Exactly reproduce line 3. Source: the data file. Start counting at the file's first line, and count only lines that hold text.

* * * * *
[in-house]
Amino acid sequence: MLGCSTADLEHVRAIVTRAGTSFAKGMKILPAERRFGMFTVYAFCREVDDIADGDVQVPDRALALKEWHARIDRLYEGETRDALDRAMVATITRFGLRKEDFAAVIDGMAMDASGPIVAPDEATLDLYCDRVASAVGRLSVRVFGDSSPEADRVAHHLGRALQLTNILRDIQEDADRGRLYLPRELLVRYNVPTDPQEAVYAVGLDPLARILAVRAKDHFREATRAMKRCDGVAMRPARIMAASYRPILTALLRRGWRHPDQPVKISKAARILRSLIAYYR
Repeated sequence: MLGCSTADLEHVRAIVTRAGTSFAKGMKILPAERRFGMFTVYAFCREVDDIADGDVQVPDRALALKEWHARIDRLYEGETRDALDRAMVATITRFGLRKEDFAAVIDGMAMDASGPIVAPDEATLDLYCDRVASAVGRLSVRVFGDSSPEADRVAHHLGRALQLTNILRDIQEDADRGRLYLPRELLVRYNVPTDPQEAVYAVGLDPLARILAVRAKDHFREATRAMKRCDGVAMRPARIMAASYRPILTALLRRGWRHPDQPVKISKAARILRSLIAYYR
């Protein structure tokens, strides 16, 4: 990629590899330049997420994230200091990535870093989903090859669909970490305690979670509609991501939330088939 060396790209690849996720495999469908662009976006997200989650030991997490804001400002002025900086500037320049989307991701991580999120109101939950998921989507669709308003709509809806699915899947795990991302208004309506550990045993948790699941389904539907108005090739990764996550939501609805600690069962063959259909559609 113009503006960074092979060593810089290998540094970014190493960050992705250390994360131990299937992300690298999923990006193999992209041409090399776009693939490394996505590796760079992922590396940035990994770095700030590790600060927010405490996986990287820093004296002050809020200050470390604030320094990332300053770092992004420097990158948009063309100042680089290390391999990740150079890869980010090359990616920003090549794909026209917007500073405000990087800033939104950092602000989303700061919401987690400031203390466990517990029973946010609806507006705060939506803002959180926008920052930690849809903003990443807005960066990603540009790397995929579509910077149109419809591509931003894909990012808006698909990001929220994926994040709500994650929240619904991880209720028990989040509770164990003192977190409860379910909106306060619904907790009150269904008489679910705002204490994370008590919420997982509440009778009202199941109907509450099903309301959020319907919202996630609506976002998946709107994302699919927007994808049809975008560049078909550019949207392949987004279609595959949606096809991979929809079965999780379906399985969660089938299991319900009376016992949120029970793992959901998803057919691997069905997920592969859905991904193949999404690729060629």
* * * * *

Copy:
Repeated sequence: MLGCSTADLEHVRAIVTRAGTSFAKGMKILPAERRFGMFTVYAFCREVDDIADGDVQVPDRALALKEWHARIDRLYEGETRDALDRAMVATITRFGLRKEDFAAVIDGMAMDASGPIVAPDEATLDLYCDRVASAVGRLSVRVFGDSSPEADRVAHHLGRALQLTNILRDIQEDADRGRLYLPRELLVRYNVPTDPQEAVYAVGLDPLARILAVRAKDHFREATRAMKRCDGVAMRPARIMAASYRPILTALLRRGWRHPDQPVKISKAARILRSLIAYYR